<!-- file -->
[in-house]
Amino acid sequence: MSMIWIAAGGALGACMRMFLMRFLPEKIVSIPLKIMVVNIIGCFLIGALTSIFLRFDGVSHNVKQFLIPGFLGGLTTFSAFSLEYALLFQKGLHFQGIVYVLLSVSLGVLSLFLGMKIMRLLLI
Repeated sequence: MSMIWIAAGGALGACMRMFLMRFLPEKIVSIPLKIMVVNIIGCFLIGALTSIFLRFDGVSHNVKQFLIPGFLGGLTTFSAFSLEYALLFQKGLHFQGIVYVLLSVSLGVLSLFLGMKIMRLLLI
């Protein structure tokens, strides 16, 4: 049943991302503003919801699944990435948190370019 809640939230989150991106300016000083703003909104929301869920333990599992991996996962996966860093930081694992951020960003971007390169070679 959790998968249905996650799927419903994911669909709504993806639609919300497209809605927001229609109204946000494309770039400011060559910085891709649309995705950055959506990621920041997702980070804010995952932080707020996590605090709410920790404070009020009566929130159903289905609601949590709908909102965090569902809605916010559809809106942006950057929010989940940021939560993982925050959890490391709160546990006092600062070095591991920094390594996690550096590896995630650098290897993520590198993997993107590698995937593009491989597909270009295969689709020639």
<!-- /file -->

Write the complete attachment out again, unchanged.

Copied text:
[in-house]
Amino acid sequence: MSMIWIAAGGALGACMRMFLMRFLPEKIVSIPLKIMVVNIIGCFLIGALTSIFLRFDGVSHNVKQFLIPGFLGGLTTFSAFSLEYALLFQKGLHFQGIVYVLLSVSLGVLSLFLGMKIMRLLLI
Repeated sequence: MSMIWIAAGGALGACMRMFLMRFLPEKIVSIPLKIMVVNIIGCFLIGALTSIFLRFDGVSHNVKQFLIPGFLGGLTTFSAFSLEYALLFQKGLHFQGIVYVLLSVSLGVLSLFLGMKIMRLLLI
């Protein structure tokens, strides 16, 4: 049943991302503003919801699944990435948190370019 809640939230989150991106300016000083703003909104929301869920333990599992991996996962996966860093930081694992951020960003971007390169070679 959790998968249905996650799927419903994911669909709504993806639609919300497209809605927001229609109204946000494309770039400011060559910085891709649309995705950055959506990621920041997702980070804010995952932080707020996590605090709410920790404070009020009566929130159903289905609601949590709908909102965090569902809605916010559809809106942006950057929010989940940021939560993982925050959890490391709160546990006092600062070095591991920094390594996690550096590896995630650098290897993520590198993997993107590698995937593009491989597909270009295969689709020639």